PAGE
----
From the New Hope Family Center to the T. Hughes Building on Baseline which houses multiple community outreach programs to the destruction of the blighted and crime infested Meridian Apartments, redevelopment monies help cities reinvent themselves.

From the construction of a mega Kohl’s warehousing and distribution center near the San Bernardino Airport, to a state-of-the-art senior housing center under construction on Medical Center Drive, California's redevelopment program has been transforming polluted and blighted areas across the state into thriving destination spots and commercial districts for nearly 60 years.

Members of many local councils who in most cases run the redevelopment agencies (RDAs), say they depend on the billions in redevelopment funding for important projects to limit poverty and bring in sales tax revenue.

So it’s little wonder that Governor Brown’s proposal to scrap the $5.7 billion annual program has sparked outrage and launched a mad dash to lock up future revenue – in effect laying claim to the money Brown wants.

“We are extremely concerned about the governor’s proposal,” says San Bernardino Mayor Pro Tem and Sixth Ward Councilman Rikke Van Johnson. Concerned to the extent that the City Council is considering a plan similar to one approved by the Los Angeles redevelopment agency and other municipalities that would transfer funds to a non-profit agency in an attempted end run around Brown’s proposal.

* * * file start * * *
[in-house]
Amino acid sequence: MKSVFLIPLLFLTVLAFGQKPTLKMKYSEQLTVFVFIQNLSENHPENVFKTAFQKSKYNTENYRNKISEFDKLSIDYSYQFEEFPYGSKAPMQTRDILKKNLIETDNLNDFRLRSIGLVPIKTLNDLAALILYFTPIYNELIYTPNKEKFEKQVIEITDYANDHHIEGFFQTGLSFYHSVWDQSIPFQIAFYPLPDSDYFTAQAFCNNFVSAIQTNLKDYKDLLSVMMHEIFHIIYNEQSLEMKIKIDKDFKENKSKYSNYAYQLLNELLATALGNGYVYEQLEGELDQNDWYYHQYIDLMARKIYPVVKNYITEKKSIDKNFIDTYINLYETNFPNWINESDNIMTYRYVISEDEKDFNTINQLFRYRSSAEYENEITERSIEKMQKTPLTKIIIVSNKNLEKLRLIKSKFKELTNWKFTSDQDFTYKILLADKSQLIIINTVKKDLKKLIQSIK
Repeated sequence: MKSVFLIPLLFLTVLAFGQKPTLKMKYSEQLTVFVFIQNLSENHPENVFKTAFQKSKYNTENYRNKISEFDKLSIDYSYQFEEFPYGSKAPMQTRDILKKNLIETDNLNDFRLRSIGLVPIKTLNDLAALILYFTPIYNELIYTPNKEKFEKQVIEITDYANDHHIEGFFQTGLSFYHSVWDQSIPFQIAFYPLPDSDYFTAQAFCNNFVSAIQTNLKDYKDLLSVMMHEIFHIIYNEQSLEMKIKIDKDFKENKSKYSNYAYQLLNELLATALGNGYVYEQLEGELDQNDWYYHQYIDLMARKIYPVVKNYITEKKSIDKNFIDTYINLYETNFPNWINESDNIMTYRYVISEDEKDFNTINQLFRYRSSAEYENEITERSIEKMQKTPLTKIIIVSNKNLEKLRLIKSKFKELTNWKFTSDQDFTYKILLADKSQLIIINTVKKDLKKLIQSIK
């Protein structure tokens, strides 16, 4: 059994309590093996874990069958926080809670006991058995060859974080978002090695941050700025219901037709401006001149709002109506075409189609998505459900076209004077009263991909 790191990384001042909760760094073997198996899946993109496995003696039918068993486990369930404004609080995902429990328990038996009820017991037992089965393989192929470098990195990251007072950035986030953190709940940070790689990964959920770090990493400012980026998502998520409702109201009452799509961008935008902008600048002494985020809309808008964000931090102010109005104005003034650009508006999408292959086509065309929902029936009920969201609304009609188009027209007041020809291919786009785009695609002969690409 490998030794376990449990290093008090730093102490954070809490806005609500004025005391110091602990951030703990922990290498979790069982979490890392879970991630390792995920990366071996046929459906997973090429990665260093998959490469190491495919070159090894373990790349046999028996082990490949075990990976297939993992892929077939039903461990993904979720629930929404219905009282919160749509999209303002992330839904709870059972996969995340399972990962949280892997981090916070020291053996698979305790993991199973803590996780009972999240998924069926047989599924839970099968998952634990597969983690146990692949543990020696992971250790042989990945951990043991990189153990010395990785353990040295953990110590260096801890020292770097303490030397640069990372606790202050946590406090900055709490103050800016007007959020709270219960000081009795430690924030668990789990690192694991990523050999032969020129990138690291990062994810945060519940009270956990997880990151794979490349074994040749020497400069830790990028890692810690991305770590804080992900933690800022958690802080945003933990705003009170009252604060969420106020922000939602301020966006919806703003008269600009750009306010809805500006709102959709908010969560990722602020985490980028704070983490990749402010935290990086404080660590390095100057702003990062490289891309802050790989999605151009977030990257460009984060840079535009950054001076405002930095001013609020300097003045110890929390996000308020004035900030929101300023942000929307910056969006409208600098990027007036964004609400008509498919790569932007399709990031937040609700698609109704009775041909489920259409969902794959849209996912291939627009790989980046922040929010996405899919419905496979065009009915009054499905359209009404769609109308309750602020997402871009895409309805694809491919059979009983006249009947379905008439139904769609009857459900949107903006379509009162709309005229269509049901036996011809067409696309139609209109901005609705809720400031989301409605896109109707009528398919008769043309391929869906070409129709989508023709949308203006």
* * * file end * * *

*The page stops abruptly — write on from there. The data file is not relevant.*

The idea of redevelopment dates to the early 1950s, when progressive reformers saw an opportunity to use the power of government to address the blight and poverty gripping inner cities.

The idea was simple. Redevelopment agencies would be established in blighted areas. As the agencies improved an area, land values, and therefore property taxes, would rise. The difference between the old amount collected in taxes and the new would not go to cities and counties but to the redevelopment agencies, which would use the funds to pay for additional projects.

The need for redevelopment has not diminished in the intervening years. Today, in addition to a severe budget crisis, California faces an extreme human crisis, marked by high unemployment, an epidemic of foreclosures and some of the highest rates of poverty in decades. Grice says redevelopment, done properly, not only improves blighted areas but puts people to work.

She says redevelopment hasn't always stayed focused on alleviating blight and poverty. It is not always clear, for instance, that subsidies for certain development projects are the best use of public money or that these developments need public investment to be built.

She laments, in some areas, redevelopment has been aimed at making powerful developers the only bulldozers at the table. “Redevelopment should return to its original promise: improving poor neighborhoods and putting the people who live in them back to work. Responsibility walks hand in hand with capacity and power.”